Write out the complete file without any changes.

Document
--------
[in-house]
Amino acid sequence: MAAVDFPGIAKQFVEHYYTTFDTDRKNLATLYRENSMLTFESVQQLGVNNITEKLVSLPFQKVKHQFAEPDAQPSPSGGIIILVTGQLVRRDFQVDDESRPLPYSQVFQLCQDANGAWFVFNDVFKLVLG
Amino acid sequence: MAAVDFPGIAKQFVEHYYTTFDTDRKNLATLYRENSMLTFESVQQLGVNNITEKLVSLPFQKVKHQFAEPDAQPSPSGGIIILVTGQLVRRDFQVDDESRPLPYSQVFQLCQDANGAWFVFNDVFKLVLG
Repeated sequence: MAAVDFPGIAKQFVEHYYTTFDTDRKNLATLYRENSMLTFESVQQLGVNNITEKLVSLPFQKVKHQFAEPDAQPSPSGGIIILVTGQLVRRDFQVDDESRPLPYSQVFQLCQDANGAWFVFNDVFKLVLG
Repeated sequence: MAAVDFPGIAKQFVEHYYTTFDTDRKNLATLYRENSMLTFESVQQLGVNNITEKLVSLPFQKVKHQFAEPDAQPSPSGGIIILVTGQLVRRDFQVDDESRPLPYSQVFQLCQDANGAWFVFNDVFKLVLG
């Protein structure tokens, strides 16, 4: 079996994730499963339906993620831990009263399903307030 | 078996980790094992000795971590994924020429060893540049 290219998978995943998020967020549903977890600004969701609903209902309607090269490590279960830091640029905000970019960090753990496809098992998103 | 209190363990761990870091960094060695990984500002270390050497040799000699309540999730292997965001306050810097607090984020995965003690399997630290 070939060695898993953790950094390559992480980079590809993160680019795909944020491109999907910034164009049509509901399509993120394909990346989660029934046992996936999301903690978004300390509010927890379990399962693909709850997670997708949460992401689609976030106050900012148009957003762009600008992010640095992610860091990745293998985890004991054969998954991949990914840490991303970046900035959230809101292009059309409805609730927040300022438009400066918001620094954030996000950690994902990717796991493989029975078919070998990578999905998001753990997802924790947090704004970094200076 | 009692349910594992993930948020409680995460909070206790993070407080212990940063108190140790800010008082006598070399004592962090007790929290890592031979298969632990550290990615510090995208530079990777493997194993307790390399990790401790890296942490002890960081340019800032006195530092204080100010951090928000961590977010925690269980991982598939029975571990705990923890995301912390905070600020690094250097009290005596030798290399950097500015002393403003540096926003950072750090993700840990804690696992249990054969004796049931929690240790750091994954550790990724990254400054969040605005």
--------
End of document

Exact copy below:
[in-house]
Amino acid sequence: MAAVDFPGIAKQFVEHYYTTFDTDRKNLATLYRENSMLTFESVQQLGVNNITEKLVSLPFQKVKHQFAEPDAQPSPSGGIIILVTGQLVRRDFQVDDESRPLPYSQVFQLCQDANGAWFVFNDVFKLVLG
Amino acid sequence: MAAVDFPGIAKQFVEHYYTTFDTDRKNLATLYRENSMLTFESVQQLGVNNITEKLVSLPFQKVKHQFAEPDAQPSPSGGIIILVTGQLVRRDFQVDDESRPLPYSQVFQLCQDANGAWFVFNDVFKLVLG
Repeated sequence: MAAVDFPGIAKQFVEHYYTTFDTDRKNLATLYRENSMLTFESVQQLGVNNITEKLVSLPFQKVKHQFAEPDAQPSPSGGIIILVTGQLVRRDFQVDDESRPLPYSQVFQLCQDANGAWFVFNDVFKLVLG
Repeated sequence: MAAVDFPGIAKQFVEHYYTTFDTDRKNLATLYRENSMLTFESVQQLGVNNITEKLVSLPFQKVKHQFAEPDAQPSPSGGIIILVTGQLVRRDFQVDDESRPLPYSQVFQLCQDANGAWFVFNDVFKLVLG
């Protein structure tokens, strides 16, 4: 079996994730499963339906993620831990009263399903307030 | 078996980790094992000795971590994924020429060893540049 290219998978995943998020967020549903977890600004969701609903209902309607090269490590279960830091640029905000970019960090753990496809098992998103 | 209190363990761990870091960094060695990984500002270390050497040799000699309540999730292997965001306050810097607090984020995965003690399997630290 070939060695898993953790950094390559992480980079590809993160680019795909944020491109999907910034164009049509509901399509993120394909990346989660029934046992996936999301903690978004300390509010927890379990399962693909709850997670997708949460992401689609976030106050900012148009957003762009600008992010640095992610860091990745293998985890004991054969998954991949990914840490991303970046900035959230809101292009059309409805609730927040300022438009400066918001620094954030996000950690994902990717796991493989029975078919070998990578999905998001753990997802924790947090704004970094200076 | 009692349910594992993930948020409680995460909070206790993070407080212990940063108190140790800010008082006598070399004592962090007790929290890592031979298969632990550290990615510090995208530079990777493997194993307790390399990790401790890296942490002890960081340019800032006195530092204080100010951090928000961590977010925690269980991982598939029975571990705990923890995301912390905070600020690094250097009290005596030798290399950097500015002393403003540096926003950072750090993700840990804690696992249990054969004796049931929690240790750091994954550790990724990254400054969040605005």